Chris Christie Isn't On Board With Fact-Checkers

by Maya Parthasarathy

Donald Trump surrogate and former opponent Chris Christie's latest theory is that Trump fact checkers have an agenda, he told Brian Williams after Monday's debate while defending the GOP presidential candidate. Williams pointed out that MSNBC has "pages and pages" of fact-checking memos about the debate, to which Christie promptly responded that Hillary Clinton not answering all of the questions debate moderator Lester Holt posed to her was "an honesty problem." He went on to claim that he was sure Trump had gotten "one or two facts wrong tonight," but that when Clinton made mistakes, "she's made those mistakes in office, which has cost the American people dearly."

Somehow, while trying to disparage Clinton, Christie managed to highlight the fact that she has experience holding political office — something Trump unarguably lacks. And unfortunately, for all of Christie's attempts to put the spotlight on Clinton for not being entirely truthful, Trump makes far more false statements than his opponent. When fact-checked for a week, Clinton told one untruth every 12 minutes, while Trump told one every 3.25 minutes, according to Politico.

We live in an age when pretty much everything is recorded, yet Christie and Trump seem to consistently forget this – perhaps because the public has allowed them to get away with false claims time and time again. Trump frequently backtracks on his previous statements. For example, he continues to insist that he did not support the war in Iraq, when evidence points to the contrary. Christie himself needs fact checking; he claimed Trump had not talked about President Obama's birthplace in years, while Trump only conceded he believes Obama was born in the United States in September.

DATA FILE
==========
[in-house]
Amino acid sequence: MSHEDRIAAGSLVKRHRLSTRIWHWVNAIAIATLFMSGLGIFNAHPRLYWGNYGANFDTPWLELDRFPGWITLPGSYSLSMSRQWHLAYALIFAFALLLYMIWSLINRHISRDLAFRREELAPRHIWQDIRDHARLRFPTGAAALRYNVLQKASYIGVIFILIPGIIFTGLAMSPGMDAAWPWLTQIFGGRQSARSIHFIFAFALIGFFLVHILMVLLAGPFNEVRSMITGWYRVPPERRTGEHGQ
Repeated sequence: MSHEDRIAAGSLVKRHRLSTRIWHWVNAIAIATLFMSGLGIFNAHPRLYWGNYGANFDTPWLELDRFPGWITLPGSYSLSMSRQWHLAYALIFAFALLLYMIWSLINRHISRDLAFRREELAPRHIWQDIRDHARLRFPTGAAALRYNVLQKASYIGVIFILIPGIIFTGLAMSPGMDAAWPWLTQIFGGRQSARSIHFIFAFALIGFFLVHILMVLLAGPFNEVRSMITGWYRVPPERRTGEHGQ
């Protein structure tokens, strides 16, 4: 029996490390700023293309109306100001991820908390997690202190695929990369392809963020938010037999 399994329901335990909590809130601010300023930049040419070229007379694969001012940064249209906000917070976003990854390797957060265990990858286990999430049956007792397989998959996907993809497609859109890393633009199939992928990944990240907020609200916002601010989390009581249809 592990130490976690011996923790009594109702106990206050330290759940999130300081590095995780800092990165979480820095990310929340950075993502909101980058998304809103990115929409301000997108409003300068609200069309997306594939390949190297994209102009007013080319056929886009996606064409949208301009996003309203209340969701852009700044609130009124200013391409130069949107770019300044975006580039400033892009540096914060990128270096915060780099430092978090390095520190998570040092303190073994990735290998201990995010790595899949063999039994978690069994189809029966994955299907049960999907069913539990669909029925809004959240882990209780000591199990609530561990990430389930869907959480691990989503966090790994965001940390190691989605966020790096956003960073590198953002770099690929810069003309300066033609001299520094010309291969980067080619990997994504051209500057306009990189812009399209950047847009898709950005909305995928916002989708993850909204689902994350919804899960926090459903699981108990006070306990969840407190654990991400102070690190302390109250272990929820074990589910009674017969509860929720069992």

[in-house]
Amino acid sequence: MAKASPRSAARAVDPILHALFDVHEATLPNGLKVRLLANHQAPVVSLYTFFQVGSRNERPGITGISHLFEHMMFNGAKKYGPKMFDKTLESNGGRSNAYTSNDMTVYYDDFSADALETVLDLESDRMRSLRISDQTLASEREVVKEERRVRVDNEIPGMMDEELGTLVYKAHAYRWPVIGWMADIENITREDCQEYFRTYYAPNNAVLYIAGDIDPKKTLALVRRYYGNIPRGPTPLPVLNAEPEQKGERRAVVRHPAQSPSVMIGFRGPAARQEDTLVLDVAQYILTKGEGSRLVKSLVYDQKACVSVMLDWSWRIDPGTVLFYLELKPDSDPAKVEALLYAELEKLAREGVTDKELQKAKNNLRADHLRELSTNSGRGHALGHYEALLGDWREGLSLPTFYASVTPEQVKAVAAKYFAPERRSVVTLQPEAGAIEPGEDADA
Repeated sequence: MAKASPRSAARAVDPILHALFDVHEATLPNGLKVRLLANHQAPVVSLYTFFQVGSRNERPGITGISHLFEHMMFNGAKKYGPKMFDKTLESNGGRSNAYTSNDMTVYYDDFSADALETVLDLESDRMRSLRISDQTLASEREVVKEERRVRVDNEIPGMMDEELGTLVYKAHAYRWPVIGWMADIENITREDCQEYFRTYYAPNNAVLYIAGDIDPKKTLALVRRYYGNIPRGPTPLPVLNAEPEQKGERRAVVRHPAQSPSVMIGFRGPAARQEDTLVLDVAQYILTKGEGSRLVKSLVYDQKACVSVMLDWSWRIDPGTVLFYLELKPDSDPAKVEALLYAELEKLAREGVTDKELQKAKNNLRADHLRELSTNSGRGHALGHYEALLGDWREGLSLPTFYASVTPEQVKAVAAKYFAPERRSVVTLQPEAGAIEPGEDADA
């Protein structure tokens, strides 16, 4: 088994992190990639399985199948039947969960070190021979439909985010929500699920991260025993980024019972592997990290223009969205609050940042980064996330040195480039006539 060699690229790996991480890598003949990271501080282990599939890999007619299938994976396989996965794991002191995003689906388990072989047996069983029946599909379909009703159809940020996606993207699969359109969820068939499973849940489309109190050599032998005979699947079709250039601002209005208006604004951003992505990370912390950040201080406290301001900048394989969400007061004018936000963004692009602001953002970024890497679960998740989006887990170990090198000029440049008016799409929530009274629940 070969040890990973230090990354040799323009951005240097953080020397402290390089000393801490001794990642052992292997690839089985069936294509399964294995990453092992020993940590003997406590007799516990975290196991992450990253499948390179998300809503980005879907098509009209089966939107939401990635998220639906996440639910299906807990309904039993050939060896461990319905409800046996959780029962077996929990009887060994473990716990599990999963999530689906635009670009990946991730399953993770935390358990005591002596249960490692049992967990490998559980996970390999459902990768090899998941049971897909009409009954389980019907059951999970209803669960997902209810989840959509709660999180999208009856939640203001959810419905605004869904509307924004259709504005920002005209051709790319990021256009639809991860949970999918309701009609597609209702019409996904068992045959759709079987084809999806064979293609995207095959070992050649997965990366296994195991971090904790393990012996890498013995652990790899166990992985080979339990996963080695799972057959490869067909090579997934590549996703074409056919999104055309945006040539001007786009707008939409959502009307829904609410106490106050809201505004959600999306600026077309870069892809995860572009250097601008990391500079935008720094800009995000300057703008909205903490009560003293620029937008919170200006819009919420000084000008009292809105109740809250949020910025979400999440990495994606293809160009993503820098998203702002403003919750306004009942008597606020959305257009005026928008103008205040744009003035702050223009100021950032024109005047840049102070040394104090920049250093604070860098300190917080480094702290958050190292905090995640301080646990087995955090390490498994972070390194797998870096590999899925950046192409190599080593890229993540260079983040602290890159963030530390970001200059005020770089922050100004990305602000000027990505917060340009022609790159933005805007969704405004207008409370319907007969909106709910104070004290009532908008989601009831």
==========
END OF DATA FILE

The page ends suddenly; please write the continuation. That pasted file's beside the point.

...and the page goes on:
The public now has the ability to fact check, and the power of the internet to reveal truths is not one to be underestimated. Christie isn't wrong that fact checkers have an agenda; as actor Wil Wheaton pointed out on Twitter, their agenda is to check facts. Still, Trump and his surrogates continue to insist that those who debunk Trump's inaccuracies are incorrect.

The inaccuracies don't end here. Trump and his supporters have frequently called out his opponents, particularly Clinton, for using tele-prompters. Hypocritically, Trump has used the devices himself, despite claiming earlier this year that he does not use tele-prompters. To make the situation even stranger, Christie called Clinton a "preprogrammed professional politician who can memorize sound bites," which would appear to mean she does not need a teleprompter to give speeches.

Clinton herself seems to have grown tired of Trump's misrepresentations of the truth. During Monday's debate, she jabbed back at Trump, saying, "Well Donald, I know you live in your own reality, but that is not the facts." Obviously she isn't the only one with "an honesty problem." If he wants to have a shot at the White House, Trump cannot continue to blatantly falsify his past.

At one point after the debate, Christie also called Trump "something very different versus the same old thing" in comparison to Clinton. If something very different means "less truthful," then count me out. I'd rather go for the same old thing.

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